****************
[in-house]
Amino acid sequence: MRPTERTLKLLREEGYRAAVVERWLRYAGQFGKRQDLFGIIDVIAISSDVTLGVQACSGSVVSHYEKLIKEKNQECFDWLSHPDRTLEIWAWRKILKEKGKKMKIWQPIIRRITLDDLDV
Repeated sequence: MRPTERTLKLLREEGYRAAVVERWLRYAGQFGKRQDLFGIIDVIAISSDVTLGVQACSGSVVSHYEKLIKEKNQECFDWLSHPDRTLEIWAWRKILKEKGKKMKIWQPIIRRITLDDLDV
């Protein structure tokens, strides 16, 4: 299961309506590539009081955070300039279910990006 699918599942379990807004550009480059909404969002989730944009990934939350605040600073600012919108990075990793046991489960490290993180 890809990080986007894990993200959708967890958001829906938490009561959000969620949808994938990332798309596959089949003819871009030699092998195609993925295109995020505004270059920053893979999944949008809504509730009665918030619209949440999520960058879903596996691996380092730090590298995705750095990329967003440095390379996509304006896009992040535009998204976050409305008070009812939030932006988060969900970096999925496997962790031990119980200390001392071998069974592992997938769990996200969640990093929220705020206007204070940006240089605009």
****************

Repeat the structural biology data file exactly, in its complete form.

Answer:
[in-house]
Amino acid sequence: MRPTERTLKLLREEGYRAAVVERWLRYAGQFGKRQDLFGIIDVIAISSDVTLGVQACSGSVVSHYEKLIKEKNQECFDWLSHPDRTLEIWAWRKILKEKGKKMKIWQPIIRRITLDDLDV
Repeated sequence: MRPTERTLKLLREEGYRAAVVERWLRYAGQFGKRQDLFGIIDVIAISSDVTLGVQACSGSVVSHYEKLIKEKNQECFDWLSHPDRTLEIWAWRKILKEKGKKMKIWQPIIRRITLDDLDV
């Protein structure tokens, strides 16, 4: 299961309506590539009081955070300039279910990006 699918599942379990807004550009480059909404969002989730944009990934939350605040600073600012919108990075990793046991489960490290993180 890809990080986007894990993200959708967890958001829906938490009561959000969620949808994938990332798309596959089949003819871009030699092998195609993925295109995020505004270059920053893979999944949008809504509730009665918030619209949440999520960058879903596996691996380092730090590298995705750095990329967003440095390379996509304006896009992040535009998204976050409305008070009812939030932006988060969900970096999925496997962790031990119980200390001392071998069974592992997938769990996200969640990093929220705020206007204070940006240089605009």